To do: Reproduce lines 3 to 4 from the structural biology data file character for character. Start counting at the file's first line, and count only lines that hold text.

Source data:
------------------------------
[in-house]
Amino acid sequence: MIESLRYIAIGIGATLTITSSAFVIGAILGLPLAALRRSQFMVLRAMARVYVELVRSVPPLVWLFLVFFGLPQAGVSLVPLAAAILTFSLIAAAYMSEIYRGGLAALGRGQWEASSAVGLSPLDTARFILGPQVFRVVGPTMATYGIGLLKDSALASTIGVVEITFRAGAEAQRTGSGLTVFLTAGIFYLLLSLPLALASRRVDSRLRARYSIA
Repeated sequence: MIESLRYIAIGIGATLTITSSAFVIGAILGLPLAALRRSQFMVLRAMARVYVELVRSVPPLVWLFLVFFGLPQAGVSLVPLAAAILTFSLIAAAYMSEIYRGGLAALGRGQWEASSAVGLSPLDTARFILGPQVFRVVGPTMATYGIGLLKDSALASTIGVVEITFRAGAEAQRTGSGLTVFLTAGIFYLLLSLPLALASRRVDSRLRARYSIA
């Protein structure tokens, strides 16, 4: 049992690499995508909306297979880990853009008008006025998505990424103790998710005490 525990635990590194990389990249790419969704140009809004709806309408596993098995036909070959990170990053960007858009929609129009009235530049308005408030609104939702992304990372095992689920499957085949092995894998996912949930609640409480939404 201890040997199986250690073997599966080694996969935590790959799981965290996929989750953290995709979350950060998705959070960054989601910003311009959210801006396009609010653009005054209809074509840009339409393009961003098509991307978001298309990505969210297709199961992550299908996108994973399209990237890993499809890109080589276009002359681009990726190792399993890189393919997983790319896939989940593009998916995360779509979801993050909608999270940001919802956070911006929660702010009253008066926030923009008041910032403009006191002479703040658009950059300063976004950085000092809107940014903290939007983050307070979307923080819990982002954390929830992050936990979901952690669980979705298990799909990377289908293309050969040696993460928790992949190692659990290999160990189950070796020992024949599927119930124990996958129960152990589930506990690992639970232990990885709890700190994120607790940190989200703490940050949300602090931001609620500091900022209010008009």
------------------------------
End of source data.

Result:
Repeated sequence: MIESLRYIAIGIGATLTITSSAFVIGAILGLPLAALRRSQFMVLRAMARVYVELVRSVPPLVWLFLVFFGLPQAGVSLVPLAAAILTFSLIAAAYMSEIYRGGLAALGRGQWEASSAVGLSPLDTARFILGPQVFRVVGPTMATYGIGLLKDSALASTIGVVEITFRAGAEAQRTGSGLTVFLTAGIFYLLLSLPLALASRRVDSRLRARYSIA
């Protein structure tokens, strides 16, 4: 049992690499995508909306297979880990853009008008006025998505990424103790998710005490 525990635990590194990389990249790419969704140009809004709806309408596993098995036909070959990170990053960007858009929609129009009235530049308005408030609104939702992304990372095992689920499957085949092995894998996912949930609640409480939404 201890040997199986250690073997599966080694996969935590790959799981965290996929989750953290995709979350950060998705959070960054989601910003311009959210801006396009609010653009005054209809074509840009339409393009961003098509991307978001298309990505969210297709199961992550299908996108994973399209990237890993499809890109080589276009002359681009990726190792399993890189393919997983790319896939989940593009998916995360779509979801993050909608999270940001919802956070911006929660702010009253008066926030923009008041910032403009006191002479703040658009950059300063976004950085000092809107940014903290939007983050307070979307923080819990982002954390929830992050936990979901952690669980979705298990799909990377289908293309050969040696993460928790992949190692659990290999160990189950070796020992024949599927119930124990996958129960152990589930506990690992639970232990990885709890700190994120607790940190989200703490940050949300602090931001609620500091900022209010008009």